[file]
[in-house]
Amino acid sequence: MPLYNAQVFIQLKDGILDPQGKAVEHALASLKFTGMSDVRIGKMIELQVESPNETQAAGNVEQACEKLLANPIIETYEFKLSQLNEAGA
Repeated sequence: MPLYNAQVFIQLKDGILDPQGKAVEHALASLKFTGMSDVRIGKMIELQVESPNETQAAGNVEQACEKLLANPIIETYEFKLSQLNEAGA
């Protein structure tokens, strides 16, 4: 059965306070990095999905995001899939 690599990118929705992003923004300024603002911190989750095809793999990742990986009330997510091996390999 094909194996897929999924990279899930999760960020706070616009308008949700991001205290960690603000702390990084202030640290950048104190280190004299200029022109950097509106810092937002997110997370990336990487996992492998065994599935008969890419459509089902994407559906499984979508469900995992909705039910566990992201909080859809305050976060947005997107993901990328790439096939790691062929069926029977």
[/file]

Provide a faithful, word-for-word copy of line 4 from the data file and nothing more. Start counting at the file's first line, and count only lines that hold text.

């Protein structure tokens, strides 16, 4: 059965306070990095999905995001899939 690599990118929705992003923004300024603002911190989750095809793999990742990986009330997510091996390999 094909194996897929999924990279899930999760960020706070616009308008949700991001205290960690603000702390990084202030640290950048104190280190004299200029022109950097509106810092937002997110997370990336990487996992492998065994599935008969890419459509089902994407559906499984979508469900995992909705039910566990992201909080859809305050976060947005997107993901990328790439096939790691062929069926029977």